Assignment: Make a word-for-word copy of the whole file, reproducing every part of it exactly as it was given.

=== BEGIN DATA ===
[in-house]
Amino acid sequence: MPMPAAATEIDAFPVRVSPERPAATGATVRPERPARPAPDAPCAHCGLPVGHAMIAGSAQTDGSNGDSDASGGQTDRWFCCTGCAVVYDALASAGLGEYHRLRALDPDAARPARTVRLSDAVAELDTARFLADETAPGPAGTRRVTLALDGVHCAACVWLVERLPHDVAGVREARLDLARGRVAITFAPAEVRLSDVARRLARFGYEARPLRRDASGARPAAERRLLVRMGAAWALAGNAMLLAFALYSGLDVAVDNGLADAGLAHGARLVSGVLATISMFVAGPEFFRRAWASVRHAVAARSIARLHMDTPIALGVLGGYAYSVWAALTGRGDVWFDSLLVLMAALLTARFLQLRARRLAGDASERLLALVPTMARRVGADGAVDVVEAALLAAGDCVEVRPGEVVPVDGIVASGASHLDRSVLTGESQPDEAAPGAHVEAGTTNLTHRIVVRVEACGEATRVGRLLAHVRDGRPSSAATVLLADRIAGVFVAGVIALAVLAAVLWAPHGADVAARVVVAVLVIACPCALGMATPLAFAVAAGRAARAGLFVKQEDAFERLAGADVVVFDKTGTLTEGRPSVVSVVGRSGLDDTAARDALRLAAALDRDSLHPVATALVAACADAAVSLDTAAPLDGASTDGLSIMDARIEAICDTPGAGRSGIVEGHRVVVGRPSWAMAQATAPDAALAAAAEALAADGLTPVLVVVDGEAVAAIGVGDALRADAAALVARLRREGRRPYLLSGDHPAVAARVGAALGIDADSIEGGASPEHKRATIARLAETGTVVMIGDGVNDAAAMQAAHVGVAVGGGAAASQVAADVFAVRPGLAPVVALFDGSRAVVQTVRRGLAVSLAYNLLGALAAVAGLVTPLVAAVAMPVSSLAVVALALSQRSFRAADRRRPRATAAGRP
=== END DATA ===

[in-house]
Amino acid sequence: MPMPAAATEIDAFPVRVSPERPAATGATVRPERPARPAPDAPCAHCGLPVGHAMIAGSAQTDGSNGDSDASGGQTDRWFCCTGCAVVYDALASAGLGEYHRLRALDPDAARPARTVRLSDAVAELDTARFLADETAPGPAGTRRVTLALDGVHCAACVWLVERLPHDVAGVREARLDLARGRVAITFAPAEVRLSDVARRLARFGYEARPLRRDASGARPAAERRLLVRMGAAWALAGNAMLLAFALYSGLDVAVDNGLADAGLAHGARLVSGVLATISMFVAGPEFFRRAWASVRHAVAARSIARLHMDTPIALGVLGGYAYSVWAALTGRGDVWFDSLLVLMAALLTARFLQLRARRLAGDASERLLALVPTMARRVGADGAVDVVEAALLAAGDCVEVRPGEVVPVDGIVASGASHLDRSVLTGESQPDEAAPGAHVEAGTTNLTHRIVVRVEACGEATRVGRLLAHVRDGRPSSAATVLLADRIAGVFVAGVIALAVLAAVLWAPHGADVAARVVVAVLVIACPCALGMATPLAFAVAAGRAARAGLFVKQEDAFERLAGADVVVFDKTGTLTEGRPSVVSVVGRSGLDDTAARDALRLAAALDRDSLHPVATALVAACADAAVSLDTAAPLDGASTDGLSIMDARIEAICDTPGAGRSGIVEGHRVVVGRPSWAMAQATAPDAALAAAAEALAADGLTPVLVVVDGEAVAAIGVGDALRADAAALVARLRREGRRPYLLSGDHPAVAARVGAALGIDADSIEGGASPEHKRATIARLAETGTVVMIGDGVNDAAAMQAAHVGVAVGGGAAASQVAADVFAVRPGLAPVVALFDGSRAVVQTVRRGLAVSLAYNLLGALAAVAGLVTPLVAAVAMPVSSLAVVALALSQRSFRAADRRRPRATAAGRP